29 September 2015


Paths off Hallgate Lane, Pilsley
Sometimes, when I am out and about, rambling along less trodden paths in less salubrious places, I feel a bit like an explorer of yore -  a latter day David Livingstone. But I am not bringing religion to the natives - nor coloured beads or mirrors, I am just looking to record what I see with my trusty digital camera - far quicker than a sketchbook.

Last Friday, I was back  in an area where tourists or "Berghaus" ramblers with flasks and compasses never tread - North East Derbyshire. For a hundred years this was a grim area of mining villages and smoky coking plants, railways and humble terraced homes even though all of that was layered upon a much older rural history. Now you could say that it is almost post-industrial. The mines have gone and the coking plants are wastelands.

I parked in North Wingfield opposite the  "I (Heart Shape) Hair" Salon, then set off on The Five Pits Trail to Wolfie Pond before looping back to the Chesterfield road where I confess that I purchased a small bag of chips from The North Wingfield Fisheries. Delicious and golden they were too  and so  I consumed them with greedy relish before advancing to Station Road.

Jungle drums were beating deep in the forest and the mosquitoes were like miniature Spitfires attacking exposed parts of my bodily temple as prehistoric crocodiles slid into the steamy River Rother. But I carried on determined to claim this ungodly land for Queen and Empire.

Soon I was in the dark heart of Danesmoor where I saw a visual poem of our times. On one side of the street, the old Bethel Chapel was being converted into a residential property and on the other side the presumably once popular "Parkhouse" pub was little more than a burnt out shell. Possibly an insurance job. That is how it is these days. Old ways are being buried under mountains of passing weeks and years. Perhaps it was always thus.

Then on to Hallgate Lane and Lower Pilsley. To Seanor Farm where I surprised a nervous heron in the farm pond and then over the fields and back to the car in North Wingfield. Fortunately, the native North Derbyshire-ites hadn't torched it and I was able to drive back to civilisation, like James Cook aboard "The Endeavour" after his first visit to New Zealand.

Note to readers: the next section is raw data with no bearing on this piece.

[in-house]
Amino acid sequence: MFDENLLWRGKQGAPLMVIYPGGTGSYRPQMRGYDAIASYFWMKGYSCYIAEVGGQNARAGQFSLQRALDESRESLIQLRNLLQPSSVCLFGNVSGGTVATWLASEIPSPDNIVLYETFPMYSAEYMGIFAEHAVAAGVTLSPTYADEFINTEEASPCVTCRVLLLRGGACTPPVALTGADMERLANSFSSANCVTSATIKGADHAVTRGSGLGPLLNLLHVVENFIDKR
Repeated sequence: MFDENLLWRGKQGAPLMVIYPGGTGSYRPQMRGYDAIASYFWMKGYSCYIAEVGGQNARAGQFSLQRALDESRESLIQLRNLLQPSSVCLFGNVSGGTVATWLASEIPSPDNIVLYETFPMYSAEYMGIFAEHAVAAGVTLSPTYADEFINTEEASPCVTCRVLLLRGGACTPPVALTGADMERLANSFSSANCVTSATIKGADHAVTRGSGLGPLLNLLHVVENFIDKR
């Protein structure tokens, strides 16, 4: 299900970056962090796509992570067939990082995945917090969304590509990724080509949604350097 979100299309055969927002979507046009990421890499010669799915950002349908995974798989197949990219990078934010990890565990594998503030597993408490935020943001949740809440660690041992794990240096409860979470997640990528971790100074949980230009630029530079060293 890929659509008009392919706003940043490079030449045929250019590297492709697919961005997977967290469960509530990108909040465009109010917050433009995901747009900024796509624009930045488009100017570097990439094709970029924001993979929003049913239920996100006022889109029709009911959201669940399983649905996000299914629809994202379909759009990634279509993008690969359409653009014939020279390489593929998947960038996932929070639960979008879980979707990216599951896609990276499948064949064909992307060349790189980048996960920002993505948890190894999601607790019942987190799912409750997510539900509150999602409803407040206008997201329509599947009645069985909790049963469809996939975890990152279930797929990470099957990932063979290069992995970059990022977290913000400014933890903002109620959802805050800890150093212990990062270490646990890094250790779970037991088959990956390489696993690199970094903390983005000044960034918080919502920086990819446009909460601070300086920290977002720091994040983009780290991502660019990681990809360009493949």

More proof that I was there:-
Wolfie Pond
Chesterfield Road, North Wingfield
Industrial wasteland between Danesmoor and North Wingfield
Impressive St Lawrence's Church, North Wingfield
Wary heron at Seanor Farm
Ode to Danesmoor. The visual poem of our times in Danesmoor - chapel being 
converted into a dwelling and the burnt out "Parkhouse" pub.


  1. Chesterfield Road is a wonderful image and I don't know why it is so appealing.
    This place reminds me of Belfast suburbs during the civil war, sectarian conflict, call it what you will. It is a depressed place but worth recording.

    1. PS. Iremoved the post as I had spelled road, road and not Road.

    2. Good job you corrected "road" or you would have had to see me in my study after prep! Too much time fiddling with farm machinery instead of getting on with your studies methinks.

  2. Love the first photo. Shame about the old pub but you are finding this quite a lot, aren't you ? Caused by a population shift towards the cities plus closing down of those industries too I am guessing ? ?

    1. There are several reasons why traditional English pubs are in decline Helen - both in cities and in rural areas too. Ironically, it is frequently to do with the narrow mindedness of controlling breweries but you are also right about what happens when old industries close their doors for good. Nothing lasts forever except change.

  3. Thanks for sharin' the heron with us, Yorkie.

    If I had a dollar for every pub that's burned down, I'd be rich as Rockefeller, gaining regular interest payments as I went along.

    You have no need to confess...to feel guilty about having a feed of golden, hot, crisp chips....there is nothing quite like golden, hot, crisp chips...I confess....I'm going to have myself some today! :)

    1. How can you have yourself? I don't understand Lee!

  4. Like Helsie, I love the first photo. The entire walk sounds good, taking you to such different places and each bringing up various emotions about them.
    That poor pub... Is it very common for them to fall victim to such insurance jobs, or is it often a case of vandalism once they stand empty?

    1. Regarding pubs - both things can happen when they stand empty like that. I think of all the happy times that were spent there - the sing-songs, the laughter, friends meeting up. So sad when a community loses its local.

  5. I doubt coloured beads and mirrors would hold much appeal to the natives of North East Derbyshire - though a bag of those top chips from the North Wingfield Fisheries might hold some currency.

    Is that one of the natives keeping his distance across the water of Wolfie Pond?

    Lovely heron.

    Ms Soup

    1. Well-spotted Eagle Eye! It was a fisherman, walking round the pond to talk to another fellow dangling his thing in the pond.


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